The USA tour fiasco did not help the already strained relationship between Eldritch and the Sisters' new record company EastWest, a WEA subsidiary. The conflicts with WEA led to a termination of the band's USA record distribution, so the following records of the group would be available in the USA as imports only. However, under the insistence of the record company the band re-recorded their early single 'Temple Of Love (1992)' (with Ofra Haza on additional vocals) to promote the compilation album of their early independently released singles, entitled 'Some Girls Wander By Mistake' (1992). Tim Bricheno left at the end of 1992 and started working on his new project XC-NN.
Bricheno's replacement was guitarist Adam Pearson, who joined in 1993. Pearson was the only guitarist on the 'Under The Gun' single, which also featured Terri Nunn of Berlin on backing vocals. Although Bruhn was in the band during the recording and release of the single, he did not appear on it. He would leave at the end of the year to launch his solo career. The 'Under The Gun' single was recorded to promote the greatest hits compilation, 'Greatest Hits Volume One (A Slight Case Of Overbombing)' (1993).
1993 was the last year the band released anything on an official record label; there is more to tell.
Following the last concerts in December 1993, The Sisters of Mercy went into what Andrew Eldritch called a "strike against EastWest". He refused to release any more new material.
While issues with EastWest were going on and a solution pending, Andrew Eldritch remixed two songs for the German group Die Krupps in 1995 and appeared on the Sarah Brightman single 'How Can Heaven Love Me' and 'A Question Of Honour'. Behind the scenes, Eldritch and Gary Marx were in contact again, and Marx started working on some new Sisters songs. He sent these tracks to Eldritch, but after Eldritch backed out, Marx released the songs himself as his second solo album, 'Nineteen Ninety Five And Nowhere' - the title alluding to where these songs went nowhere with Eldritch in 1995.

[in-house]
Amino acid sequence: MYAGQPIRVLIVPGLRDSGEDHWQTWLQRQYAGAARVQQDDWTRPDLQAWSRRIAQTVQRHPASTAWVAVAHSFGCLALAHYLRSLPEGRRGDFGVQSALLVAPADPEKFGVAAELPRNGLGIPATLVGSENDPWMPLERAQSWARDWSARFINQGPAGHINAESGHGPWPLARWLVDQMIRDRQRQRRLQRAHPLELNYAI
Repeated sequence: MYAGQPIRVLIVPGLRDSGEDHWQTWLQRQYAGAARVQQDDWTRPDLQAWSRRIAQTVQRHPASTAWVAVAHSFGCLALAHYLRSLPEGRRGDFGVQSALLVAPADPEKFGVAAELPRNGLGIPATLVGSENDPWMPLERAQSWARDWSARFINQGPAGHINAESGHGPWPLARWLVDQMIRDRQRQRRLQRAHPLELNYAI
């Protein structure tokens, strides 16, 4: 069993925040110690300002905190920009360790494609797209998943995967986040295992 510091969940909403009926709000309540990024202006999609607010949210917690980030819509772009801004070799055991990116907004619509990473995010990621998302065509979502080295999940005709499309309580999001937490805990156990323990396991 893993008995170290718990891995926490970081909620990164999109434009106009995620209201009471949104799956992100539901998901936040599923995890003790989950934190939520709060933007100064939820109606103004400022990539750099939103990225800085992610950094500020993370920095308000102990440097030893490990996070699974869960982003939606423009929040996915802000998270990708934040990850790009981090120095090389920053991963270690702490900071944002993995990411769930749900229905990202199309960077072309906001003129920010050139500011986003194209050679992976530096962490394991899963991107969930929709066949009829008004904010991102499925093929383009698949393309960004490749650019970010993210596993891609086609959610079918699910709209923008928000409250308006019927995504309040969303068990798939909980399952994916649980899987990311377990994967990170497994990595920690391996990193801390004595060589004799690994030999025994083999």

The Sisters of Mercy played several festival gigs together with the Sex Pistols in the summer of 1996. This was the first time the band performed since 1993. Guitarist Chris Sheehan, also known as Chris Starling, had joined the band for the tour.
The contract with EastWest was terminated in 1997 after the company agreed to accept material recorded under the name SSV, instead of the two albums for which the Sisters of Mercy had contractual obligations. EastWest agreed to accept the material (techno-like droning featuring mumbling vocals by Andrew Eldritch, without drums) without listening to it first. The recordings were never officially released and are circulated only through pirate MP3s. The album was intended to irritate and bore, according to Eldritch. The band failed to secure a new contract with any label, likely due to their history with EastWest, and refuse to release new material independently on Merciful Release. According to rumours, Eldritch's starting negotiating position is $3 million USD for 3 albums. 1997 saw the addition of guitarist Mike Varjak.
Mike Varjak left the group in 1999 and was replaced by now full time member Chris Sheehan in 2000. He also departed, leaving in 2003. Sheehan was replaced by current guitarist, Chris Catalyst (Eureka Machines, Ugly Kid Joe) at the start of 2005. By the end of 2005, Adam Pearson, a longtime band member since 1993, left and joined MC5. Catalyst would take over the role of lead guitar. 2006 saw the start of the longest and most stable line-up yet, with the addition of guitarist Ben Christo (Night By Night, Diamond Black).
There are a total of 12 'new' songs, written between 1993 and 2009 which are unreleased, however Far Parade has never been performed live. These were written by Eldritch, Pearson, Sheehan, Varjak and Catalyst.
Crash And Burn
I Have Slept With All The Girls In Berlin
Top Nite Out
War On Drugs
We Are The Same, Susanne
Will I Dream?
In 2019, four new compositions were debuted live along with a slightly updated lineup, Dylan Smith replacing Chris Catalyst on guitar duties:
Show Me On The Doll (Christo/Eldritch/Smith)
Better Reptile (Christo/Eldritch/Smith)
Today, the band still perform live shows around the world, usually in Europe, and perform new songs, re-worked classics, and covers.